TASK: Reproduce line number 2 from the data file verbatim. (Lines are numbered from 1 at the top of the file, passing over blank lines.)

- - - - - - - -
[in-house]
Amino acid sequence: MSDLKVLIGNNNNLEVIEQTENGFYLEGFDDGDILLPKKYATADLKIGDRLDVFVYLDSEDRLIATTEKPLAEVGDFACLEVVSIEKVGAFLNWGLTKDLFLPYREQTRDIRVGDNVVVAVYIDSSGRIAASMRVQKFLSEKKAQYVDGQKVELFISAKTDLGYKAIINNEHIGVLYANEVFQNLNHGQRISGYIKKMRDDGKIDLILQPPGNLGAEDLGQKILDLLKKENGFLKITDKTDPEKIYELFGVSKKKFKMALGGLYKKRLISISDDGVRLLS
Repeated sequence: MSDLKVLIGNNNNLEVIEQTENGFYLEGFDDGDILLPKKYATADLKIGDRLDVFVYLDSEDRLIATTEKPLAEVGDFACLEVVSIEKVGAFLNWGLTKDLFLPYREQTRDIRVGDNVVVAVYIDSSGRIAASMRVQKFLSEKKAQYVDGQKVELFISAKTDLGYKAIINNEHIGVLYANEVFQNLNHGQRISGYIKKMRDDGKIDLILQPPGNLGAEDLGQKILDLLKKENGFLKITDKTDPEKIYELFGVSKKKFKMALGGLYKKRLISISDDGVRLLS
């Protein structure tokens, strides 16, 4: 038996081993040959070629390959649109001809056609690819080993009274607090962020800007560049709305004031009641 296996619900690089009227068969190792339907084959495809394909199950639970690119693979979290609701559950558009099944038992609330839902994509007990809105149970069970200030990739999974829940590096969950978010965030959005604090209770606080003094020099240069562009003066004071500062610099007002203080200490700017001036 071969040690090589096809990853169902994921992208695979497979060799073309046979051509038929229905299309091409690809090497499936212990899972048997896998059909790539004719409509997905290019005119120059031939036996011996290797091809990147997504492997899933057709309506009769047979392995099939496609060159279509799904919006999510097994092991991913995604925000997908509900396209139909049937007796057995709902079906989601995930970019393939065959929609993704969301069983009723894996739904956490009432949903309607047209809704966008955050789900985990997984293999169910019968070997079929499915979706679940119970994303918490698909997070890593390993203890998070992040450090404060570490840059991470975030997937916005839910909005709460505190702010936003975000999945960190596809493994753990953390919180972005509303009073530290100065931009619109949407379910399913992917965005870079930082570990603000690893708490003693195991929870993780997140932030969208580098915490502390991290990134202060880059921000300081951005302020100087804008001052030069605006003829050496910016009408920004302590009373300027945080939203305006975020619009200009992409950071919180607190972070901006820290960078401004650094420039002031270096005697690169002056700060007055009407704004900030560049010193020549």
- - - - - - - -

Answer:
Amino acid sequence: MSDLKVLIGNNNNLEVIEQTENGFYLEGFDDGDILLPKKYATADLKIGDRLDVFVYLDSEDRLIATTEKPLAEVGDFACLEVVSIEKVGAFLNWGLTKDLFLPYREQTRDIRVGDNVVVAVYIDSSGRIAASMRVQKFLSEKKAQYVDGQKVELFISAKTDLGYKAIINNEHIGVLYANEVFQNLNHGQRISGYIKKMRDDGKIDLILQPPGNLGAEDLGQKILDLLKKENGFLKITDKTDPEKIYELFGVSKKKFKMALGGLYKKRLISISDDGVRLLS